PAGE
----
It’s been two years since my last post which has been a good thing in my mind. The past two years have been tame and boring hence the reason I haven’t posted. It’s only the stressful, I-want-to-pull-my-hair-out, give-me-a-hard-liquor-drink day that motivates me to write a post to release the monster inside of me. I’ve been mostly working 1-2 days a week while in graduate school. However, while out for summer break I’ve been picking up full time hours, just 3 days a week. My husband and I got into an argument about this, of which I won’t go into detail, but has inspired this post. Why do most nurses work only 3 days a week?
If you have ever thought nurses have it easy working three days a week, then you have never been a nurse. Imagine taking care of several human beings who at any minute could stop breathing, heart stop beating, throw a clot, have a stroke or pulmonary embolism. You are responsible for that life while piling on the many other duties that are put on nurses. You work 12.5 hours that can stretch to 13, 14, 15 hours depending on how crappy of a day it is and how behind your charting is. You pull and tug on 300+lbs patients every two hours to prevent pressure sores. At any point in the day you could be cleaning up urine, vomit, sputum, blood, stool and any and every combination of bodily fluids. You have patients and family who are angry because you don’t answer the call light every 10 minutes. They call your manager or administration because of your lack of promptness while you are caring for your most critical patient who you just intubated because they stopped breathing. Your hospital administration has you take on extra patients so they are not sitting in the ER. And by the end of the day guilt has set in that you couldn’t take care of everyone the way you should because you have too many patients and not enough nurses.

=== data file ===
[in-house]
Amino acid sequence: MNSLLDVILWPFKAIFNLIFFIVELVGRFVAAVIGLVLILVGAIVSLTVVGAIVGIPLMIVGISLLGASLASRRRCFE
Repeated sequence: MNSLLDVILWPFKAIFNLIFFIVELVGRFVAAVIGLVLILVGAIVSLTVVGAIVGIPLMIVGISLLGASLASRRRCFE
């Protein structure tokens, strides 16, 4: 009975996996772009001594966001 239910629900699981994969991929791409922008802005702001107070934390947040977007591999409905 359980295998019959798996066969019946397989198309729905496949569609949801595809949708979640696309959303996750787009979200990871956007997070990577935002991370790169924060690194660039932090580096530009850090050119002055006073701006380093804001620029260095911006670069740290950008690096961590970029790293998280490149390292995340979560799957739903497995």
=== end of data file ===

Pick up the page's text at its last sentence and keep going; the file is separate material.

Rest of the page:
Some nurses can work overtime and some can even work seven days straight. But the majority of us end up severely burnt out. We work weekends, nights, holidays. We leave our families to take care of other families. I cry when family truly thank me for what I do because I rarely hear it and rarely feel like I am making a difference. Most days I feel like I’m just a body with a license for documentation. I’ve been hit at, kicked at, cursed at, yelled at, and even spit at. I worry about these confused patients falling out of bed. Not only because it would end up in a butt load of paperwork but because I care about them. I worry about critical patients. Then I come home and worry and pray for them. I’ve held the hand of dying patients, watched people take their last breath, and cried and grieved with families. I’ve had a dirty needle stick with worries of getting hep C or HIV. Some days I don’t get to eat or pee. And everyone is afraid to sign up to help and be that extra nurse that we desperately need because they pull those nurses to another floor.
Love your nurses. Hug them and thank them for what they do. If you are married to one, hold them when they get home (after they wash the germs off). Let them rest their bodies and process their emotions on days off. And have dinner waiting for them when they get home. 🙂
-the narcoleptic wife